How to Double Your Law Firm's Revenue in Six Months
(Even If You Don't Have A Corporate Budget)
I hope you enjoyed part one where I revealed the single biggest digital marketing opportunity that exists in the legal industry right now.
If you've not read it yet, I suggest that you go back and read it else this won't make much sense.
Then when you're ready all you need to do is scroll down to find out:
- Why this marketing opportunity is so big;
- How Slater Gordon have got it so wrong;
- How to avoid making the same mistake so you can take advantage of this opportunity;
- Three advanced tactics your competitors don't know about and aren't doing;
- A vital part of your marketing that can (and should) be automated;
- Why other people's websites are the most important part of your digital marketing.
Let's take a look at how to set your law firm up with consistent clients for years to come...
- 1 How to Avoid Making the Same Mistake as Slater Gordon
- 2 The Number One Reason Other Websites Are the Most Important Part of Your Website
- 3 The Secret Sauce You Need To Consistently Generate Clients
How to Avoid Making the Same Mistake as Slater Gordon
We saw in part 1 that Slater Gordon's biggest failing is their approach to Google's local search.
But why are they underperforming so drastically and how can you avoid doing the same?
I focused on the 'personal injury solicitors' in London search to show you - as the most competitive it requires the best approach to be able to compete.
Which, as you'll see, Slater Gordon aren't doing at all...
How to Prove to Google What You Do and Where You Do It
First let's look at their listing.
Except I can't show you Slater Gordon's listing you for a search of 'personal injury solicitors' performed in London, because they are being completely filtered out of it.
Google just don't see them as relevant to this search.
They do have their office registered and it does shows up (albeit low down) for a search of 'solicitors':
So why is one of the biggest law firms in the UK being actively removed from very profitable search results?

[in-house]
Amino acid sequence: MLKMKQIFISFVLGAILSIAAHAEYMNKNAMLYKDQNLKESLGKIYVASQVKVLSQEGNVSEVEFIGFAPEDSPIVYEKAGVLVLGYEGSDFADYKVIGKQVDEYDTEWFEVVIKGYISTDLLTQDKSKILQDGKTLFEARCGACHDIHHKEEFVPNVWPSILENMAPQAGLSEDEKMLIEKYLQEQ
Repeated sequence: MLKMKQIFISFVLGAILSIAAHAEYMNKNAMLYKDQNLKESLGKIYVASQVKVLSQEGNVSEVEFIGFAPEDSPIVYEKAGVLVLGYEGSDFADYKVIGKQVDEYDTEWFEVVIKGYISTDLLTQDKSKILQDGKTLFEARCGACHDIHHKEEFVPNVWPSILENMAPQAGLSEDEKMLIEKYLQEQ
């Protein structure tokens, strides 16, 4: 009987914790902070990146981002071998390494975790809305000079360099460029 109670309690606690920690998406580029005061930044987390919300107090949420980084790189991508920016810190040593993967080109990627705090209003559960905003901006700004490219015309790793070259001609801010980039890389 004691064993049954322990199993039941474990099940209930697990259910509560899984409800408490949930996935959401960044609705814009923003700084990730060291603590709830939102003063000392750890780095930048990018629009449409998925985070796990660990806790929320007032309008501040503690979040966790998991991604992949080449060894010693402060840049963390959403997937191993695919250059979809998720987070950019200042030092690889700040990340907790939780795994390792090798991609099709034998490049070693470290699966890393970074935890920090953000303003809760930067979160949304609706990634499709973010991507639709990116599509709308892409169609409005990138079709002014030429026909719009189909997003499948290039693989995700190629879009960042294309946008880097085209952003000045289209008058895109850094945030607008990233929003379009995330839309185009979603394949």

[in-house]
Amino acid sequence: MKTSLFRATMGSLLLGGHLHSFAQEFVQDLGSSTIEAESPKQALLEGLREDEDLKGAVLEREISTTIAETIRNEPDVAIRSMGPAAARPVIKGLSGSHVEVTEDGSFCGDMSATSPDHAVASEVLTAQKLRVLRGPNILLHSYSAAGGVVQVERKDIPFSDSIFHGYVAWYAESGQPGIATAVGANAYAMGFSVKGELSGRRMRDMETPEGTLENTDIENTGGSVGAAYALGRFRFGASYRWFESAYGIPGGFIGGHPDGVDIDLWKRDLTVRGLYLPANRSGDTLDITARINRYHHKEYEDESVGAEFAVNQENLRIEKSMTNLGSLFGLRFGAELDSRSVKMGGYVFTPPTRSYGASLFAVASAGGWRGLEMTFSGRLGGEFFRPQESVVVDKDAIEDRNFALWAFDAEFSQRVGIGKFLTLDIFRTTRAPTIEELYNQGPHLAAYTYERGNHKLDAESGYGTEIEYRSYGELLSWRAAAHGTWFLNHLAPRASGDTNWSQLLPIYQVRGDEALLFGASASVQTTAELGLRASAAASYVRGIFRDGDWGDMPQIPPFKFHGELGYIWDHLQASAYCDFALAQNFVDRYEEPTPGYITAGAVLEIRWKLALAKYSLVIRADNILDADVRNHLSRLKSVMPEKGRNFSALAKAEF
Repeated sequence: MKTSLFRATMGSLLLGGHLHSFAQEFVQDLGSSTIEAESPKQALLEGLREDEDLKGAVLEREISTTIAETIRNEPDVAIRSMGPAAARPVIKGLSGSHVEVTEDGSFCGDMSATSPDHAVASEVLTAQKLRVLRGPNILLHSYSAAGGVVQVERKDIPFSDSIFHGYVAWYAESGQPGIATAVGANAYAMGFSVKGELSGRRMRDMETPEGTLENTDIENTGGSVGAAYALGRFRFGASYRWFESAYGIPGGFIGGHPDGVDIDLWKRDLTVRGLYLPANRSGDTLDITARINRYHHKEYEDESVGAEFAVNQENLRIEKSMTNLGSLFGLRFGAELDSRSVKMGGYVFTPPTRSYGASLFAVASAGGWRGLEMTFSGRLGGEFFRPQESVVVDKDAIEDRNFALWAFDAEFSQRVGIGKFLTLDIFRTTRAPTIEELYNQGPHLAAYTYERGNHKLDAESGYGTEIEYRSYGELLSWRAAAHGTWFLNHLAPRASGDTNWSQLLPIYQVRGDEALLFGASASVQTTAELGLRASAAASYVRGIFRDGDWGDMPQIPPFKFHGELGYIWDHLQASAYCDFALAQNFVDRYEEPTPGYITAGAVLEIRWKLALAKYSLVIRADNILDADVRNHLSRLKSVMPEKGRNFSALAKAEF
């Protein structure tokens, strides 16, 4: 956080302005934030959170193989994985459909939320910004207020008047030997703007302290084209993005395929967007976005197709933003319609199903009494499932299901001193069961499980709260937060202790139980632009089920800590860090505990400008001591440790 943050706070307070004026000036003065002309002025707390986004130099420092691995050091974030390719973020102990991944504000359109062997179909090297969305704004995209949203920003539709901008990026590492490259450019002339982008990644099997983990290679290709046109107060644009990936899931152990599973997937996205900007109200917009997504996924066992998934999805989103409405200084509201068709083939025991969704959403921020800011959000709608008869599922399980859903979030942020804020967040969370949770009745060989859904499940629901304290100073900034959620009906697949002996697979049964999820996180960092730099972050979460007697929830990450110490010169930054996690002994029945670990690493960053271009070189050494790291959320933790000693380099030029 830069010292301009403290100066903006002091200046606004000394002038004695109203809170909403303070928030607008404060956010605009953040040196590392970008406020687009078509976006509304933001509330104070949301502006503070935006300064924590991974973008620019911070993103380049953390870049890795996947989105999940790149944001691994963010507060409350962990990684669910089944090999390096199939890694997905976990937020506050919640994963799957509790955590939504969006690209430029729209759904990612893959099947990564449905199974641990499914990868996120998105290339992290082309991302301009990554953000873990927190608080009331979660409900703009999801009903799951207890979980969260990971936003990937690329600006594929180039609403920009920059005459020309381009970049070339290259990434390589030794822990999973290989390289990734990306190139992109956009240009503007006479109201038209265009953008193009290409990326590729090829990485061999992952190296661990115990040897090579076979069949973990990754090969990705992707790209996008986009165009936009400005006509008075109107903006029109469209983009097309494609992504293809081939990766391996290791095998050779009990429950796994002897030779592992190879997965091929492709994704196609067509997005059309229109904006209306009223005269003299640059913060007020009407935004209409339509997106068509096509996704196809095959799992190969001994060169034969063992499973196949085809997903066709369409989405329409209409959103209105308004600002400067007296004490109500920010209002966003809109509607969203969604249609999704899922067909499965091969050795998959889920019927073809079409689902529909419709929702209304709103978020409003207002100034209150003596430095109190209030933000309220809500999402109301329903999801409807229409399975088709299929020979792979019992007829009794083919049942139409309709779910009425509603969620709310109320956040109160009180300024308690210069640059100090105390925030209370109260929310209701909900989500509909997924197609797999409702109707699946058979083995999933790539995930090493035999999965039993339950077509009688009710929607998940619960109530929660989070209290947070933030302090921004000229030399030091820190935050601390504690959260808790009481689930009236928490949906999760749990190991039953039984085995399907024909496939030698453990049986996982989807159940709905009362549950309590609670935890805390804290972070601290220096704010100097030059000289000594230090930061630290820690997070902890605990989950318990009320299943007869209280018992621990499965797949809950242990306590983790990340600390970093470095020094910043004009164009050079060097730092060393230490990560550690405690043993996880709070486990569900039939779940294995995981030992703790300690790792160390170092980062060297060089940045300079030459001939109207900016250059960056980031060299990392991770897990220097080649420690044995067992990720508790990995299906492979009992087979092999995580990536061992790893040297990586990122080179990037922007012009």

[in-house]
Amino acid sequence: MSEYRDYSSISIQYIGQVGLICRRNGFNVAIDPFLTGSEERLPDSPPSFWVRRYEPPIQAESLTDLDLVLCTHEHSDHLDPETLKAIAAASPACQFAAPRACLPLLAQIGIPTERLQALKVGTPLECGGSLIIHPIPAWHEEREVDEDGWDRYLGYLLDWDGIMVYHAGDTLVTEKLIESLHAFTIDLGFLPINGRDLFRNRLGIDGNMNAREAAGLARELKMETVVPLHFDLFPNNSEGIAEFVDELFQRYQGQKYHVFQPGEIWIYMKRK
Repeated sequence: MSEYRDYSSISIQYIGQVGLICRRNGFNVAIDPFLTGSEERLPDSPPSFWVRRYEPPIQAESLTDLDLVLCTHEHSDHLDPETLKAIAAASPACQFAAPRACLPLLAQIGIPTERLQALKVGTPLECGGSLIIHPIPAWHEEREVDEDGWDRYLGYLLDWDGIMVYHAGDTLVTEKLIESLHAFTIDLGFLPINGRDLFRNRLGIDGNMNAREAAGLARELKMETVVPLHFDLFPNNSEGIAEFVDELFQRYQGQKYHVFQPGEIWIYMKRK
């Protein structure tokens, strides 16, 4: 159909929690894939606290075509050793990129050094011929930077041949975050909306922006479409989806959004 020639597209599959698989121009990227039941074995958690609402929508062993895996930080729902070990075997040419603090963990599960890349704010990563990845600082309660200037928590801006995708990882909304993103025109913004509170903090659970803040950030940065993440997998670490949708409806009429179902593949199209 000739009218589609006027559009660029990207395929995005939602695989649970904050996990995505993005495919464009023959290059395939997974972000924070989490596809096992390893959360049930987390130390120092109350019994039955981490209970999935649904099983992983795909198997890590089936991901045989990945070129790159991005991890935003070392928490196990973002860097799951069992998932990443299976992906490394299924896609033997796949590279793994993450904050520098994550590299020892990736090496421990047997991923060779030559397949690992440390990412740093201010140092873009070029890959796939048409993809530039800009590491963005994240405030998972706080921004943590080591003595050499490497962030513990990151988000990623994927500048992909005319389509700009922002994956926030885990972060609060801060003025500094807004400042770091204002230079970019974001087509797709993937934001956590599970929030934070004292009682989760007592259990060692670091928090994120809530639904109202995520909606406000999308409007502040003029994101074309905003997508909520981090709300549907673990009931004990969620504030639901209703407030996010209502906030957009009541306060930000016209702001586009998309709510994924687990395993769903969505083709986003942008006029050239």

The Three Steps to Set Up Your Google My Business Listing For Minimum(!) Impact
- They have a lot of poor reviews.
Poor reviews count against them and will decrease the number of people who actually contact them.
- There are only 4 pictures uploaded to the listing.
- They identify themselves as a family lawyer (which they don't show up for either.)
There is not a lot of opportunity to add content to a Google My Business listing, so uploading a good number of pictures, choosing the correct categories and getting reviews is vital.
You've probably heard 'content is king' being banded around. Well, it's true and it applies here as much as anywhere else - more on that later.
Though th will work best combined with...
Three Advanced Google My Business Strategies Your Competitors Have Never Heard Of
Here's some advanced stuff that most people just don't know about. I can all but guarantee that your competitors are not doing this - if you do it then will give you an edge:
- Choose your main category carefully for your main specialisation and select as many other relevant categories as possible.
- Visit aboutme.google.com and add a keyword rich article with links to social profiles under 'Story'.
- Add pages to your website to reflect those categories and the use language that Google uses.
I can't show you what Slater Gordon have done with those because they are either hidden behind the scenes or haven't been done.
Unlike their location pages...
How Your Website Can Make You Look Irrelevant To Nearby Users
As we'll see later on, the content you have on your site is the key to a search engine's understanding of you.
Put simply, if your website doesn't talk about your location, an algorithm isn't going to know that's where you are.
Local Content Done Well
- Their location page lists their name, address and phone number (NAP).
- It has a map of their location embedded directly from Google Maps.
Local Content Done Not So Well
- The NAP should link to the listing URL.
- The NAP is not exactly the same as it appears on the Google My Business listing.
The the 96/4 text trick that we'll cover in part three also applies here, but I'll keep it simple for now and move on to...
How to Prove to an Algorithm That Your Business is Real
How does Google know who you are, where you are and that you're definitely real?
It's not enough for you just to tell them - they look across the web to confirm what you say.
That's where citations come in.
A citation is anywhere that the name, address and phone number (NAP) of your business appears online. This is typically in a directory site, but doesn't have to be.
Google look for these to be present and consistent with each other to verify your business. If they don't find it they'll just show a competitor who they can find that information for.
Individual locations require their own citations, so a company can't just build citations for its headquarters and expect to be found in other locations.